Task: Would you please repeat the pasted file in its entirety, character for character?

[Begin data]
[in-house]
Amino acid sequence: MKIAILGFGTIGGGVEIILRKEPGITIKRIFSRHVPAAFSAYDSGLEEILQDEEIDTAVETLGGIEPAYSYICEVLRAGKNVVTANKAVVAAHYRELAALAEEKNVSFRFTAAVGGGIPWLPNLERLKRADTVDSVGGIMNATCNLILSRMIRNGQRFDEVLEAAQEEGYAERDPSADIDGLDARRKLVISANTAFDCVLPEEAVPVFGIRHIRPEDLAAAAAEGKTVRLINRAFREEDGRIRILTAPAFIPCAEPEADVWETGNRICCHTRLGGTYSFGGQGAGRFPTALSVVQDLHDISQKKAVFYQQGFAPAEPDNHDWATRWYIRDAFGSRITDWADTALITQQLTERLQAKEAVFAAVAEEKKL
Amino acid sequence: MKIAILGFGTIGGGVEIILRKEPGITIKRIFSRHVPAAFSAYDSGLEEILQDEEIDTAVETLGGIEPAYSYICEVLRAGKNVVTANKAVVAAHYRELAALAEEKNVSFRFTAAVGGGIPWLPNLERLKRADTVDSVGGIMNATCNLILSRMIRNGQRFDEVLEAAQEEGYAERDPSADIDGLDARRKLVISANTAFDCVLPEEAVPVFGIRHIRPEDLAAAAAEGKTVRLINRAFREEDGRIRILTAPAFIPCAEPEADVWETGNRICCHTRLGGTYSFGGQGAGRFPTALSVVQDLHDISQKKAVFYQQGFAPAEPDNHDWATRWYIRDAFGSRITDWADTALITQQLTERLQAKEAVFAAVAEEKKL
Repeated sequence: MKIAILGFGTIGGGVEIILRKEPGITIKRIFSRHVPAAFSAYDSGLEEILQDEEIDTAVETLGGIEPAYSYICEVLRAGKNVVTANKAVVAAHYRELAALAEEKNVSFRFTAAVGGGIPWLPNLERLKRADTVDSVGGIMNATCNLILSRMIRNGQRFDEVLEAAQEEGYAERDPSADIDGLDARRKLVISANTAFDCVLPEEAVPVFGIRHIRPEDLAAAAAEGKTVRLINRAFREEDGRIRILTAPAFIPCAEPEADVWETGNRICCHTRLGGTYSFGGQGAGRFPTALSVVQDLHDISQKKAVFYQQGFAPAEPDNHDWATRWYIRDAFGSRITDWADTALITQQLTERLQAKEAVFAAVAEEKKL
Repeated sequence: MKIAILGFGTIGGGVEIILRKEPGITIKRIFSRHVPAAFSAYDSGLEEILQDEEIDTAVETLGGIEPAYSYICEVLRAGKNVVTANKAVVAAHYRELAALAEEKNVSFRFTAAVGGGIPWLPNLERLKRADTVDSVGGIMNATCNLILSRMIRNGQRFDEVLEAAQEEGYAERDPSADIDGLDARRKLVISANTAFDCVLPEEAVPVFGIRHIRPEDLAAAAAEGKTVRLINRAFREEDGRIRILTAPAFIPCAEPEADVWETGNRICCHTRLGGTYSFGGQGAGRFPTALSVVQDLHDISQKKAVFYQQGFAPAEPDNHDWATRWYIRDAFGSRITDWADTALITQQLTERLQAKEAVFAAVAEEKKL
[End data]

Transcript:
[in-house]
Amino acid sequence: MKIAILGFGTIGGGVEIILRKEPGITIKRIFSRHVPAAFSAYDSGLEEILQDEEIDTAVETLGGIEPAYSYICEVLRAGKNVVTANKAVVAAHYRELAALAEEKNVSFRFTAAVGGGIPWLPNLERLKRADTVDSVGGIMNATCNLILSRMIRNGQRFDEVLEAAQEEGYAERDPSADIDGLDARRKLVISANTAFDCVLPEEAVPVFGIRHIRPEDLAAAAAEGKTVRLINRAFREEDGRIRILTAPAFIPCAEPEADVWETGNRICCHTRLGGTYSFGGQGAGRFPTALSVVQDLHDISQKKAVFYQQGFAPAEPDNHDWATRWYIRDAFGSRITDWADTALITQQLTERLQAKEAVFAAVAEEKKL
Amino acid sequence: MKIAILGFGTIGGGVEIILRKEPGITIKRIFSRHVPAAFSAYDSGLEEILQDEEIDTAVETLGGIEPAYSYICEVLRAGKNVVTANKAVVAAHYRELAALAEEKNVSFRFTAAVGGGIPWLPNLERLKRADTVDSVGGIMNATCNLILSRMIRNGQRFDEVLEAAQEEGYAERDPSADIDGLDARRKLVISANTAFDCVLPEEAVPVFGIRHIRPEDLAAAAAEGKTVRLINRAFREEDGRIRILTAPAFIPCAEPEADVWETGNRICCHTRLGGTYSFGGQGAGRFPTALSVVQDLHDISQKKAVFYQQGFAPAEPDNHDWATRWYIRDAFGSRITDWADTALITQQLTERLQAKEAVFAAVAEEKKL
Repeated sequence: MKIAILGFGTIGGGVEIILRKEPGITIKRIFSRHVPAAFSAYDSGLEEILQDEEIDTAVETLGGIEPAYSYICEVLRAGKNVVTANKAVVAAHYRELAALAEEKNVSFRFTAAVGGGIPWLPNLERLKRADTVDSVGGIMNATCNLILSRMIRNGQRFDEVLEAAQEEGYAERDPSADIDGLDARRKLVISANTAFDCVLPEEAVPVFGIRHIRPEDLAAAAAEGKTVRLINRAFREEDGRIRILTAPAFIPCAEPEADVWETGNRICCHTRLGGTYSFGGQGAGRFPTALSVVQDLHDISQKKAVFYQQGFAPAEPDNHDWATRWYIRDAFGSRITDWADTALITQQLTERLQAKEAVFAAVAEEKKL
Repeated sequence: MKIAILGFGTIGGGVEIILRKEPGITIKRIFSRHVPAAFSAYDSGLEEILQDEEIDTAVETLGGIEPAYSYICEVLRAGKNVVTANKAVVAAHYRELAALAEEKNVSFRFTAAVGGGIPWLPNLERLKRADTVDSVGGIMNATCNLILSRMIRNGQRFDEVLEAAQEEGYAERDPSADIDGLDARRKLVISANTAFDCVLPEEAVPVFGIRHIRPEDLAAAAAEGKTVRLINRAFREEDGRIRILTAPAFIPCAEPEADVWETGNRICCHTRLGGTYSFGGQGAGRFPTALSVVQDLHDISQKKAVFYQQGFAPAEPDNHDWATRWYIRDAFGSRITDWADTALITQQLTERLQAKEAVFAAVAEEKKL